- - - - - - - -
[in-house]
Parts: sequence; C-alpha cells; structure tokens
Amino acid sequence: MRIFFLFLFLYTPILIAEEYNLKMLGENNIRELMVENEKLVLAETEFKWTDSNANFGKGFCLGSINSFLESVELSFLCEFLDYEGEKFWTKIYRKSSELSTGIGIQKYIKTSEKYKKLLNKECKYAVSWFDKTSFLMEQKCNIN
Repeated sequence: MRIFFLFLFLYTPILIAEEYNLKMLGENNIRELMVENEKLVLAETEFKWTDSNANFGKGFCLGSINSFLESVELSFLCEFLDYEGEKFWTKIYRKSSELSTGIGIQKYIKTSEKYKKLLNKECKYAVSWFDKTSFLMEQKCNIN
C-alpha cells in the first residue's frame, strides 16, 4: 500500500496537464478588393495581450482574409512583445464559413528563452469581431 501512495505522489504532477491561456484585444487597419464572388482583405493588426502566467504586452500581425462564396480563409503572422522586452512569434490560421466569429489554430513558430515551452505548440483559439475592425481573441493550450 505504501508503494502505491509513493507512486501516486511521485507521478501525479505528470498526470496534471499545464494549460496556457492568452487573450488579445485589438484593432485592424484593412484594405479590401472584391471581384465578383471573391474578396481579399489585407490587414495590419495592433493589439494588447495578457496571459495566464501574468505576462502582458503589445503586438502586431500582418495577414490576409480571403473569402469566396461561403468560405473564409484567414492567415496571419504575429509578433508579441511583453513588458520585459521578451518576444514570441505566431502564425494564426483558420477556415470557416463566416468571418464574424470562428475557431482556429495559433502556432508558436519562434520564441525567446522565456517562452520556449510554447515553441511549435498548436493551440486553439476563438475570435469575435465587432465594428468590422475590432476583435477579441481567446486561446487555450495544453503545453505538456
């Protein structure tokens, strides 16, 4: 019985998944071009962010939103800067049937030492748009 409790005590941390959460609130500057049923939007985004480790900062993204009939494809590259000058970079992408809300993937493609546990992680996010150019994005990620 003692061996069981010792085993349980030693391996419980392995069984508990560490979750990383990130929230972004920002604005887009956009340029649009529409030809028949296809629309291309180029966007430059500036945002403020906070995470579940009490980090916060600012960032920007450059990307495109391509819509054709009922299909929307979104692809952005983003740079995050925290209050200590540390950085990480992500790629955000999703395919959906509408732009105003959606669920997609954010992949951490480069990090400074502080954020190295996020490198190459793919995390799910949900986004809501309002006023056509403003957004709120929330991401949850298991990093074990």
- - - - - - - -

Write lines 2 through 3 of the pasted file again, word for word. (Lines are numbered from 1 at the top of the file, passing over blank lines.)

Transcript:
Parts: sequence; C-alpha cells; structure tokens
Amino acid sequence: MRIFFLFLFLYTPILIAEEYNLKMLGENNIRELMVENEKLVLAETEFKWTDSNANFGKGFCLGSINSFLESVELSFLCEFLDYEGEKFWTKIYRKSSELSTGIGIQKYIKTSEKYKKLLNKECKYAVSWFDKTSFLMEQKCNIN